An Elephant Hunt

Now I do not propose to narrate at full length all the incidents of our long journey up to Sitanda's Kraal, near the junction of the Lukanga and Kalukwe rivers, a journey of more than a thousand miles from Durban, the last three hundred or so of which, owing to the frequent presence of the dreadful "tsetse" fly, whose bite is fatal to all animals except donkeys and men, we had to make on foot.

We left Durban at the end of January, and it was in the second week of May that we camped near Sitanda's Kraal. Our adventures on the way were many and various, but as they were of the sort which befall every African hunter, I shall not - with one exception to be presently detailed - -set them down here, lest I should render this history too wearisome.

At Inyati, the outlying trading station in the Matabele country; of which Lobengula (a great scoundrel) is king, we with many regrets parted from our comfortable wagon. Only twelve oxen remained to us out of the beautiful span of twenty which I had bought at Durban. One we had lost from the bite of a cobra, three had perished from poverty and the want of water, one had been lost, and the other three had died from eating the poisonous herb called "tulip." Five more sickened from this cause, but we managed to cure them with doses of an infusion made by boiling down the tulip-leaves. If administered in time this is a very effective antidote. The wagon and oxen we left in the immediate charge of Goza and Tom, the driver and leader, both of them trustworthy boys, requesting a worthy Scotch missionary who lived in this wild place to keep an eye to it. Then, accompanied by Umbopa, Khiva, Ventvögel, and half a dozen bearers whom we hired on the spot, we started off on foot upon our wild quest. I remember we were all a little silent on the occasion of that departure, and I think that each of us was wondering if we should ever see that wagon again; for my part I never expected to. For a while we tramped on in silence, till Umbopa, who was marching in front, broke into a Zulu chant about how some brave men, tired of life and the tameness of things, started off into a great wilderness to find new things or die, and how, lo, and behold! when they had got far into the wilderness, they found it was not a wilderness at all, but a beautiful place full of young wives and fat cattle, of game to hunt and enemies to kill.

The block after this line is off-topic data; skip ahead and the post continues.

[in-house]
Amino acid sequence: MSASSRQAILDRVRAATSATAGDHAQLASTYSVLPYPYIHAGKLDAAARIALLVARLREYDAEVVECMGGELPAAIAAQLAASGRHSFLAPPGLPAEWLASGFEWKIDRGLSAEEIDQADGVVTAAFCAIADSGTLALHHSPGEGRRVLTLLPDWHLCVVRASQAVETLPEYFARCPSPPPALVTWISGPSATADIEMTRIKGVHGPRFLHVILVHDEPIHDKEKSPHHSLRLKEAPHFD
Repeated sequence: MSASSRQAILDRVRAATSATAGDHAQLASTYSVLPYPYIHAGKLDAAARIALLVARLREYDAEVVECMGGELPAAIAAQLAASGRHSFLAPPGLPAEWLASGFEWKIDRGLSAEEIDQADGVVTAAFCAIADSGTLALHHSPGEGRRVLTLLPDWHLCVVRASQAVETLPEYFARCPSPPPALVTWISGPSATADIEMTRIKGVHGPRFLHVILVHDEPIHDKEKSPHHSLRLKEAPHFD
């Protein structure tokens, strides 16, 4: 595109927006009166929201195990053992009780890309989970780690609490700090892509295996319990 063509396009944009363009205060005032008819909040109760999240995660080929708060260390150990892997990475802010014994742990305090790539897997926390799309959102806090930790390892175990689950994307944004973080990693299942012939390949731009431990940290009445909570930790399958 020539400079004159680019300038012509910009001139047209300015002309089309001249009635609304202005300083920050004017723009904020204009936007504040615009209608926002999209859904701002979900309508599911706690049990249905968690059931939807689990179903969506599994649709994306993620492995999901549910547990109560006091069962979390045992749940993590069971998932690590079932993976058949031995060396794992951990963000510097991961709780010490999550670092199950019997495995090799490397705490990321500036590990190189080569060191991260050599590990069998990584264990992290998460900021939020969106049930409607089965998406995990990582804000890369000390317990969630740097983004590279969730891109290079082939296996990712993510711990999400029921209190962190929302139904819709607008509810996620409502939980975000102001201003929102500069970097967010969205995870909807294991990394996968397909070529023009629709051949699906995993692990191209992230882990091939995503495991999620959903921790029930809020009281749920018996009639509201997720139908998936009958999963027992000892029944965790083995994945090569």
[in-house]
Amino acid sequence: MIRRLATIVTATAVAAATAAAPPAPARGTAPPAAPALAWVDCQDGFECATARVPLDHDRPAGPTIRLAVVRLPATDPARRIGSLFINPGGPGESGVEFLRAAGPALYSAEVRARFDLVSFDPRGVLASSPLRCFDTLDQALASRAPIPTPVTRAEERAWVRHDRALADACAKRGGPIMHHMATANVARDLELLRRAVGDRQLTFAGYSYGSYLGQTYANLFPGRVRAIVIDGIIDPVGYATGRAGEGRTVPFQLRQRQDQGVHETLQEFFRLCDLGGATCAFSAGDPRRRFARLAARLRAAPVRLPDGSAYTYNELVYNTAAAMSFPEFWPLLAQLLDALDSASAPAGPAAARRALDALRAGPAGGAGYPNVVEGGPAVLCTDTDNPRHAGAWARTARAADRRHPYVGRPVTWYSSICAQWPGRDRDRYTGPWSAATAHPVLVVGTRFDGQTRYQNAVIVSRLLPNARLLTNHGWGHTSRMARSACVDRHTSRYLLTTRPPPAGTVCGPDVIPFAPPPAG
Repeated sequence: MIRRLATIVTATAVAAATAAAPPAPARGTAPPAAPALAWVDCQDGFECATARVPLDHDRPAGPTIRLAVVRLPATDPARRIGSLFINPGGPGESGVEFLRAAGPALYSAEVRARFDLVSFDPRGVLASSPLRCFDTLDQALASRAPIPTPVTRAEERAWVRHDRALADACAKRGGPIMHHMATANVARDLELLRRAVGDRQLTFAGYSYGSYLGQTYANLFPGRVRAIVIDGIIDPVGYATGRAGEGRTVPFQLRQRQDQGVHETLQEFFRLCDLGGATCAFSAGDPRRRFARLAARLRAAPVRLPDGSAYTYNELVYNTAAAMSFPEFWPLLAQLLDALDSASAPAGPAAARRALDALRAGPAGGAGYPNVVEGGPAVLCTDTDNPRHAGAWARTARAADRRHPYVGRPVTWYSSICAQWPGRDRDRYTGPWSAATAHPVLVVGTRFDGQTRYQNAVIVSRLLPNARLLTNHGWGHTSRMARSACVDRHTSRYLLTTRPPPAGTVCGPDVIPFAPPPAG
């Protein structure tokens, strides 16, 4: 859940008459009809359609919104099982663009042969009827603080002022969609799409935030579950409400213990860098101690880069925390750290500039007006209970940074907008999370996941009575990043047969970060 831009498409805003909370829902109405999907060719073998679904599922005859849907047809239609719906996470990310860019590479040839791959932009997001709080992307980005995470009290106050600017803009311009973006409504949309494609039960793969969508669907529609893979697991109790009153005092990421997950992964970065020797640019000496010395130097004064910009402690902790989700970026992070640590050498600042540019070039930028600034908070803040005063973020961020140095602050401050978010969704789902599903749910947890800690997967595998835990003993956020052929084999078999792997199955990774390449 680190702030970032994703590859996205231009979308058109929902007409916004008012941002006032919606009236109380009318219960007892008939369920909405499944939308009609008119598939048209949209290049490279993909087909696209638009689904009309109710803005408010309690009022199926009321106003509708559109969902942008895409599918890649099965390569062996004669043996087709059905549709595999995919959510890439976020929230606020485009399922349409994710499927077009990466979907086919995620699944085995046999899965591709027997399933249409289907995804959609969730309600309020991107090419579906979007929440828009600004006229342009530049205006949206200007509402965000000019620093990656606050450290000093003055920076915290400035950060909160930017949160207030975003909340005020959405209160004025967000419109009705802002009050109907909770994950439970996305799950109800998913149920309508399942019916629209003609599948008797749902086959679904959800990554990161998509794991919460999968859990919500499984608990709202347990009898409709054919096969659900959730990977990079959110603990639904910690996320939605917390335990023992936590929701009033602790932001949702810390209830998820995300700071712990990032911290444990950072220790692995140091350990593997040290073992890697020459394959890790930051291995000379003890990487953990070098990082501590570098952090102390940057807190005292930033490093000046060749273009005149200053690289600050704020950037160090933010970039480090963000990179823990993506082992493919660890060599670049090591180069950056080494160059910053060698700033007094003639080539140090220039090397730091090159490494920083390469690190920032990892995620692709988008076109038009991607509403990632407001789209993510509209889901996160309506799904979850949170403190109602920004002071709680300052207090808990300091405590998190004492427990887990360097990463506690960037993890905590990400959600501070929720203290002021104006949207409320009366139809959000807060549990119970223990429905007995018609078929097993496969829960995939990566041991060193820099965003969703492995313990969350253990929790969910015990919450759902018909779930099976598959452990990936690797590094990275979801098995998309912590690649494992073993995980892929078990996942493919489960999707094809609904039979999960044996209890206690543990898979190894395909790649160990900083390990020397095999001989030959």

Then we all laughed and took it for a good omen. He was a cheerful savage, was Umbopa, in a dignified sort of way, when he had not got one of his fits of brooding, and had a wonderful trick of keeping one's spirits up. We all got very fond of him.

And now for the one adventure I am going to treat myself to, for I do heartily love a hunting yam.

About a fortnight's march from Inyati we came across a peculiarly beautiful bit of fairly-watered wooded country: The kloofs in the hills were covered with dense bush, "idoro" bush as the natives call it, and in some places with the "wacht-een-beche" (wait-a-little) thorn, and there were great quantities of the beautiful "machabell" tree, laden with refreshing yellow fruit with enormous stones. This tree is the elephant's favorite food, and there were not wanting signs that the great brutes were about, for not only was their spoor frequent, but in many places the trees were broken down and even uprooted. The elephant is a destructive feeder.

One evening, after a long day's march, we came to a spot of peculiar loveliness. At the foot of a bush- clad hill was a dry river-bed, in which, however, were to be found pools of crystal water all trodden round with the hoof-prints of game. Facing this hill was a park like plain, where grew clumps of flat-topped mimosa, varied with occasional glossy leaved machabells, and all round was the great sea of pathless, silent bush.

As we emerged into this river-bed path we suddenly started a troop of tall giraffes, who galloped, or, rather, sailed off, with their strange gait, their tails screwed up over their backs, and their hoofs rattling like castanets. They were about three hundred yards from us, and therefore practically out of shot, but Good, who was walking ahead and had an express loaded with solid ball in his hand, could not resist, but upped gun and let drive at the last, a young cow. By some extraordinary chance the ball struck it full on the back of the neck, shattering the spinal column, and that giraffe went rolling head over heels just like a rabbit. I never saw a more curious thing.

  By PanEris using Melati.

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